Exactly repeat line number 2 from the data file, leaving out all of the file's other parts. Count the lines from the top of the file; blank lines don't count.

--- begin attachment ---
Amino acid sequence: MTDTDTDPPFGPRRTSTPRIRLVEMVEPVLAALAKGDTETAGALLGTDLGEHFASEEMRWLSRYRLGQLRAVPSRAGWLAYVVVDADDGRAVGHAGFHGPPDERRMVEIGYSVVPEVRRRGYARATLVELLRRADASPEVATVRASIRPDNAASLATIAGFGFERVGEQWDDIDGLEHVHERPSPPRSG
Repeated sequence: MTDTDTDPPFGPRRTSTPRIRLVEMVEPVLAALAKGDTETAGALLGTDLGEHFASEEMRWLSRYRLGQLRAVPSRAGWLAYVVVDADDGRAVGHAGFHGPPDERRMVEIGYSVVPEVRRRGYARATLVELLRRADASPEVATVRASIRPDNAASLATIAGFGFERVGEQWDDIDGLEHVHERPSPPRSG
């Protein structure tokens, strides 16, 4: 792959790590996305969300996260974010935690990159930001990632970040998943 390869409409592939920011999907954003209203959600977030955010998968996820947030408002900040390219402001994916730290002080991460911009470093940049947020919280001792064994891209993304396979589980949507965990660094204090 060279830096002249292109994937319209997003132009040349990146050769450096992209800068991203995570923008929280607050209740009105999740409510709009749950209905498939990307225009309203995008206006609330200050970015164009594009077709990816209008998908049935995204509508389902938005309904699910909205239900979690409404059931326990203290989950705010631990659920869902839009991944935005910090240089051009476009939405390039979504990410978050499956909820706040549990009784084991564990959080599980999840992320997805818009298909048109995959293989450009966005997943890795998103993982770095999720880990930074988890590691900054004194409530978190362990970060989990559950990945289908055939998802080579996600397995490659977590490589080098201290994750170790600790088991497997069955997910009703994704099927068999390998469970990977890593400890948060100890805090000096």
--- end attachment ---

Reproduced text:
Repeated sequence: MTDTDTDPPFGPRRTSTPRIRLVEMVEPVLAALAKGDTETAGALLGTDLGEHFASEEMRWLSRYRLGQLRAVPSRAGWLAYVVVDADDGRAVGHAGFHGPPDERRMVEIGYSVVPEVRRRGYARATLVELLRRADASPEVATVRASIRPDNAASLATIAGFGFERVGEQWDDIDGLEHVHERPSPPRSG